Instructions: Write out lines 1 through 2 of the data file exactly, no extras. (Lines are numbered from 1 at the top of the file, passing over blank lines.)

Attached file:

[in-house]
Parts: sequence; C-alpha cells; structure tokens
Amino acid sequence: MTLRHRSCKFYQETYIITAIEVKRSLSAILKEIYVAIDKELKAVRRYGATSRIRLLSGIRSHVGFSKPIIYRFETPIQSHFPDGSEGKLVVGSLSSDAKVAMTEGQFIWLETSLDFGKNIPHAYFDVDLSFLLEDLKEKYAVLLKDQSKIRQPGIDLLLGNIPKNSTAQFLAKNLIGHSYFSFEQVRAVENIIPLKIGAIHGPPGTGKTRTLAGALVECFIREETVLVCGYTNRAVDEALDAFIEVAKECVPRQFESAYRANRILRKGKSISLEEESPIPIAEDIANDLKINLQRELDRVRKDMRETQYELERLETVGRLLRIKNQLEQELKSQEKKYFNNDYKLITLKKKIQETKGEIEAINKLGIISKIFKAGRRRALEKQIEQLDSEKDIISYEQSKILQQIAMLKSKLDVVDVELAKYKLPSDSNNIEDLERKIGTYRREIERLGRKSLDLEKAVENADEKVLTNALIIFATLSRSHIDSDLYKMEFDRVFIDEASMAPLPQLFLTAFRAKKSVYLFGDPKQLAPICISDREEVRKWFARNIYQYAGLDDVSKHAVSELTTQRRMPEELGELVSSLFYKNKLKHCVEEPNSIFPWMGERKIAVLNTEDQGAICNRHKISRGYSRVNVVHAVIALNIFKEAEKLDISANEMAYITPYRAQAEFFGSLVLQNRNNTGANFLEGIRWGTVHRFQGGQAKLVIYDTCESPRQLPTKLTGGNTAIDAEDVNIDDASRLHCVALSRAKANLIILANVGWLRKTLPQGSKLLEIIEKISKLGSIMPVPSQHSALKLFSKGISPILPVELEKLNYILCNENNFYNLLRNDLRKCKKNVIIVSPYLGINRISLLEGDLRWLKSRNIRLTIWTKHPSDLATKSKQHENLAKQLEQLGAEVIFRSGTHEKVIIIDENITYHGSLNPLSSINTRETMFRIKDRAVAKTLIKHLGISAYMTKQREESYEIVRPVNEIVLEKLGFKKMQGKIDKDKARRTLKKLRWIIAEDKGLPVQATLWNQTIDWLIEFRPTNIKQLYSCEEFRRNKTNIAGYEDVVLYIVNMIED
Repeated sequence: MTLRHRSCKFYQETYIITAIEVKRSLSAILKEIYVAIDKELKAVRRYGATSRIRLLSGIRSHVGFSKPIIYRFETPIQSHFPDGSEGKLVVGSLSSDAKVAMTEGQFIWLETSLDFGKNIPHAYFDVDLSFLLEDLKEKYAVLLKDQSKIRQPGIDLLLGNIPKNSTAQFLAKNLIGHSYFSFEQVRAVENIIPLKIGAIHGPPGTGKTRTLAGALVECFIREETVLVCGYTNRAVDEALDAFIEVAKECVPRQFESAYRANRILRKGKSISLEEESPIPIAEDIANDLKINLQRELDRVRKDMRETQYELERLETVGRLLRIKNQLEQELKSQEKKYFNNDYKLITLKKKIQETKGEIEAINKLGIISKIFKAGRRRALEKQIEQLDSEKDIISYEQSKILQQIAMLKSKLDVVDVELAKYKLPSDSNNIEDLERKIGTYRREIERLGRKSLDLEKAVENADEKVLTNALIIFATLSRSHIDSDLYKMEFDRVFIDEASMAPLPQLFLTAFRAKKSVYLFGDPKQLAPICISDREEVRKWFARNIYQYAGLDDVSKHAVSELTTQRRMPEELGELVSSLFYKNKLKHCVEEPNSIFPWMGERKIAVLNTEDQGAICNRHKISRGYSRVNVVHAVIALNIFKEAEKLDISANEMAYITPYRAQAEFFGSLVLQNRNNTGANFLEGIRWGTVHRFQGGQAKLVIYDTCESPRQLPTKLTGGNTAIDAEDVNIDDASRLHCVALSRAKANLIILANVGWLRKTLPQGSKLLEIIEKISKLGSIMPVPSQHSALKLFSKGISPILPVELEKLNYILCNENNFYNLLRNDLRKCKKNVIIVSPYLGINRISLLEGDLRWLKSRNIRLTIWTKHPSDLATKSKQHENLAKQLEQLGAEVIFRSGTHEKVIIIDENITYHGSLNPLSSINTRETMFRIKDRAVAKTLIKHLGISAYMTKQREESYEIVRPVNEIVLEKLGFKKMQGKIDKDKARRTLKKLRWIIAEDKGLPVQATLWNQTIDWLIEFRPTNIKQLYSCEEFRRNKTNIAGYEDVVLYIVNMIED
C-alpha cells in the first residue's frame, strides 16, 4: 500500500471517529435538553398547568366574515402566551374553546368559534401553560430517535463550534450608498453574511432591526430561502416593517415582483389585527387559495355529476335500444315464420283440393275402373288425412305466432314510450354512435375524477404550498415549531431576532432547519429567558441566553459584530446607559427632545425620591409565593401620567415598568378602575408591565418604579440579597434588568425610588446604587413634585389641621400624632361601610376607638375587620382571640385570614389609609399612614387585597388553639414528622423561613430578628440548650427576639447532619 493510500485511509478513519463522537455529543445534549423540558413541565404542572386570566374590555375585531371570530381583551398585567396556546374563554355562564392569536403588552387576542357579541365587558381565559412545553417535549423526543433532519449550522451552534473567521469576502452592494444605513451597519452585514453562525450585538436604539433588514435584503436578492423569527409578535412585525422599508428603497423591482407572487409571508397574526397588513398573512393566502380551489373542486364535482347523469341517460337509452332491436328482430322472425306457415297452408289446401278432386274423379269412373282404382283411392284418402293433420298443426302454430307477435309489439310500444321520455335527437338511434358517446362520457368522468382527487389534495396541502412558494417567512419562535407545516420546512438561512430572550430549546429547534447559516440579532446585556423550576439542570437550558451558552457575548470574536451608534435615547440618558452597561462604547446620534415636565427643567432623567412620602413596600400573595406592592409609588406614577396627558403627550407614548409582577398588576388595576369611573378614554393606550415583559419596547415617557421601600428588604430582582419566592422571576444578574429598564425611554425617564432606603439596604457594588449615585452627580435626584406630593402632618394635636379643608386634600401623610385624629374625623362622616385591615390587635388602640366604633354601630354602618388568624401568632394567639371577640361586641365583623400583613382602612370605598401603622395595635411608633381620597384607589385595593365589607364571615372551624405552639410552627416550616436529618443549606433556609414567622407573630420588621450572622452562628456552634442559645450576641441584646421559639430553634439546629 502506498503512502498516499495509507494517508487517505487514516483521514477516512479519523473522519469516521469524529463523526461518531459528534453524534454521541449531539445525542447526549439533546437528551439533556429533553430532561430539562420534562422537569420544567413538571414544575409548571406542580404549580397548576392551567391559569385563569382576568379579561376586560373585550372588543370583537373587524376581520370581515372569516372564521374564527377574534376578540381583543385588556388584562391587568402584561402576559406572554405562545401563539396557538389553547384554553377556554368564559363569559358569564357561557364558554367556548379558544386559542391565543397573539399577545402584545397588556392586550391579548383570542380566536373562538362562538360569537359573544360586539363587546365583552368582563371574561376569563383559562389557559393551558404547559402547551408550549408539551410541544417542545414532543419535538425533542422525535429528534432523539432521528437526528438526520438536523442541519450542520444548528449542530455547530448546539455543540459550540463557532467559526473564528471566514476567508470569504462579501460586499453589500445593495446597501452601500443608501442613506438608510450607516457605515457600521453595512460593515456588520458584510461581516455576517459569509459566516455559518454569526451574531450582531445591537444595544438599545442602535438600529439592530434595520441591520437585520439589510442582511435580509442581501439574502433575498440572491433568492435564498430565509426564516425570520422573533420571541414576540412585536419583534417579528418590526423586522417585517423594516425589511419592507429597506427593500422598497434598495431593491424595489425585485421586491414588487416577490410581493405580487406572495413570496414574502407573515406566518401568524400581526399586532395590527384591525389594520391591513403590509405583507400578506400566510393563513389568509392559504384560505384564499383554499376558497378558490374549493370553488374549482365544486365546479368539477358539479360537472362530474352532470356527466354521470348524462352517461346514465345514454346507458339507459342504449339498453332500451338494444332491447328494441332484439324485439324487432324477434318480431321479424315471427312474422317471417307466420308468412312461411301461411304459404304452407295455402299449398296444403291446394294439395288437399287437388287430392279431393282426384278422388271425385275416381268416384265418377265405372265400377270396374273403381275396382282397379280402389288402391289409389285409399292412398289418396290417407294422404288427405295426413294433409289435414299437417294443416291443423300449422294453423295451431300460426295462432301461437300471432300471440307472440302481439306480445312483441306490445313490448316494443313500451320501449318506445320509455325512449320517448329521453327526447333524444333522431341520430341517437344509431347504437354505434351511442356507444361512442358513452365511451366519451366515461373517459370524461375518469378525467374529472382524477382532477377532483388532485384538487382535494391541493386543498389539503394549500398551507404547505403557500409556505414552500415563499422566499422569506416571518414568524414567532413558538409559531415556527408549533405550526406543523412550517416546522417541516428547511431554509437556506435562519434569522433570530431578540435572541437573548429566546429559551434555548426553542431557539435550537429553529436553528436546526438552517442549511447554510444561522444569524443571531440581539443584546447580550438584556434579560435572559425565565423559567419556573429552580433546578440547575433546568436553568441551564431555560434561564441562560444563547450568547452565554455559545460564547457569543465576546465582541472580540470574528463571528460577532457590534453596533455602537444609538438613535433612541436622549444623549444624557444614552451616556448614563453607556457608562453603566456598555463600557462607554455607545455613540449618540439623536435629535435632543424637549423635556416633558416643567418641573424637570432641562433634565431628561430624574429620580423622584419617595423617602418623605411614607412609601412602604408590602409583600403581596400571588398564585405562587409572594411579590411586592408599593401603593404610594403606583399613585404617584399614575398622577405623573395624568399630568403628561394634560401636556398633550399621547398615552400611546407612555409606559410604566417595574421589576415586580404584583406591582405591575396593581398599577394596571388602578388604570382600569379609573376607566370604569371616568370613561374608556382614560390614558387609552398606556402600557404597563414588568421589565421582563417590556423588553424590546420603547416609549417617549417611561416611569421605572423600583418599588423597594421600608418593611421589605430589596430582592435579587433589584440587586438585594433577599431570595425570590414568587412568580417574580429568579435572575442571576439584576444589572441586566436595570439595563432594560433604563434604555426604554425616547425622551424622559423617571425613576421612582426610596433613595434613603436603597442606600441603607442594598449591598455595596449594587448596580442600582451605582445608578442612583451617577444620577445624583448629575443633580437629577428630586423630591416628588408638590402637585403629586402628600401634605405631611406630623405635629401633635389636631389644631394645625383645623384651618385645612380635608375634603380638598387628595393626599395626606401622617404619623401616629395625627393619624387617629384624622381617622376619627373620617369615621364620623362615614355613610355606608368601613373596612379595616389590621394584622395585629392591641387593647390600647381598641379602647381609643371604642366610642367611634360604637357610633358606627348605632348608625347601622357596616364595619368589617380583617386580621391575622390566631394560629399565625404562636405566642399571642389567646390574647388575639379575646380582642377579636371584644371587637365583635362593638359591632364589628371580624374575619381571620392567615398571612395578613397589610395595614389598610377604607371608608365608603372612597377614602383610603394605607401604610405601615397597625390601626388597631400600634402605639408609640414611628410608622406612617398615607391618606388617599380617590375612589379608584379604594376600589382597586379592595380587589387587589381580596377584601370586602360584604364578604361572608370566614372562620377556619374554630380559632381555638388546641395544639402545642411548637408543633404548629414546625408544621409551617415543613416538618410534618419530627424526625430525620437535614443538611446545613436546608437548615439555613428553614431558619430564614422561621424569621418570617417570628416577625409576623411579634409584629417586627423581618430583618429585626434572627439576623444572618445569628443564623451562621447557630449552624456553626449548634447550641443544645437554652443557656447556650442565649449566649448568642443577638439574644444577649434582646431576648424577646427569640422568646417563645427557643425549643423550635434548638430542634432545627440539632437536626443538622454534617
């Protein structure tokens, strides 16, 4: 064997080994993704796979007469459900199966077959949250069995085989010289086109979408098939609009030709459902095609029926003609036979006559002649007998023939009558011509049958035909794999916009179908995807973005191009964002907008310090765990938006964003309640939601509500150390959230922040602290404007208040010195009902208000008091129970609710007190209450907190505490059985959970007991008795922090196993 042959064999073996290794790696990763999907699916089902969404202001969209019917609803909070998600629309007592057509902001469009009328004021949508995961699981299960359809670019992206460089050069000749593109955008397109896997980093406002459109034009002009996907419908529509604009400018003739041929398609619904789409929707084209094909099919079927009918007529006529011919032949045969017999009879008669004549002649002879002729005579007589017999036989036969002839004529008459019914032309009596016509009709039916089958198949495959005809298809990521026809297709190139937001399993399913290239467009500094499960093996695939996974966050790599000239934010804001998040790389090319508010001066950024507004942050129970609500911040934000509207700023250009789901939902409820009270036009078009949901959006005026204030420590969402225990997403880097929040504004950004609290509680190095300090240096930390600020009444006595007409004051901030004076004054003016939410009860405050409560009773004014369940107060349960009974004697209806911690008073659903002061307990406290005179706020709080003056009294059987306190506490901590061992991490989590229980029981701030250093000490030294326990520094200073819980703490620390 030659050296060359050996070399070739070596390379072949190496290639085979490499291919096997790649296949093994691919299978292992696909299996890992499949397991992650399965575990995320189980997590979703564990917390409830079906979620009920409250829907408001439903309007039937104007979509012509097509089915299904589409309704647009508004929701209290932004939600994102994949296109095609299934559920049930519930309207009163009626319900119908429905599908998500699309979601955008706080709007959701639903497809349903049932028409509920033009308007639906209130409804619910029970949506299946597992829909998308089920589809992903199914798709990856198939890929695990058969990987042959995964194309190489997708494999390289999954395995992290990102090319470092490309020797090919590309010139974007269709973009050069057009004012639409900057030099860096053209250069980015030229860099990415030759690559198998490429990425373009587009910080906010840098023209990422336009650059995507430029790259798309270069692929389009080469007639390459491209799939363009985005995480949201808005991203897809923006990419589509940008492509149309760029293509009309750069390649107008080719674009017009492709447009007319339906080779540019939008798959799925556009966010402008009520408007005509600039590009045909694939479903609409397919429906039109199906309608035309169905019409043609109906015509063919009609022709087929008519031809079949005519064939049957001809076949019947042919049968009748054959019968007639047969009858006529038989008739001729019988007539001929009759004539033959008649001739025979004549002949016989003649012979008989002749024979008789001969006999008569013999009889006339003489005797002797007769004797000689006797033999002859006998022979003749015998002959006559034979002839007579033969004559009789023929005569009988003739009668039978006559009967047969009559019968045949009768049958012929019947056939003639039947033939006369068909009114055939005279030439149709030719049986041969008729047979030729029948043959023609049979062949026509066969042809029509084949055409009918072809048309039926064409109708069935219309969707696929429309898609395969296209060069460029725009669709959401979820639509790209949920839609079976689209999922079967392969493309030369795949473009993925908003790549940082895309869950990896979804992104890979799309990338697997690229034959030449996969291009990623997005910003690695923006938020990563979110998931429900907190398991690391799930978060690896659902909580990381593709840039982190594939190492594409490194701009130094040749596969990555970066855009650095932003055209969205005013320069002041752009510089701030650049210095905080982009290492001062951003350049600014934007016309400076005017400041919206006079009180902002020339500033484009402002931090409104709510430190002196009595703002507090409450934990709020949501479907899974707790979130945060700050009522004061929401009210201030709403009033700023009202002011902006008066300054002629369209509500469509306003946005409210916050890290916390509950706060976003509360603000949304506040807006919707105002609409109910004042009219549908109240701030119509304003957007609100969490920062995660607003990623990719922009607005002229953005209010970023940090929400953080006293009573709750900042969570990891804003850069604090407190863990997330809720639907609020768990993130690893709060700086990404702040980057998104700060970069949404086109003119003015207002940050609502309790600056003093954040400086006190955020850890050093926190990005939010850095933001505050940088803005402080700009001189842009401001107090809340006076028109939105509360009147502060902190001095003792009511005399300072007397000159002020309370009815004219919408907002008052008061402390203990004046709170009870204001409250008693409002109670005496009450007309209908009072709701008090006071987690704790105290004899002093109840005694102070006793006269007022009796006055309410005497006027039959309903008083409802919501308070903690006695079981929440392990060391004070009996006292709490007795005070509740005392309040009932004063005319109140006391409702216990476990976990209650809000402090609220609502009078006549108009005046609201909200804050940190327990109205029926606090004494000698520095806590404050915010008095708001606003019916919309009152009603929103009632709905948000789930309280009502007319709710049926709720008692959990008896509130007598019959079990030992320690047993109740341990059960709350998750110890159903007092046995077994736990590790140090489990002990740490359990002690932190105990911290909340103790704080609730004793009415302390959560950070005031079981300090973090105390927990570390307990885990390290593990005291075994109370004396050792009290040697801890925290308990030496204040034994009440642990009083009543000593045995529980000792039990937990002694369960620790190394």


[in-house]
Parts: sequence; C-alpha cells; structure tokens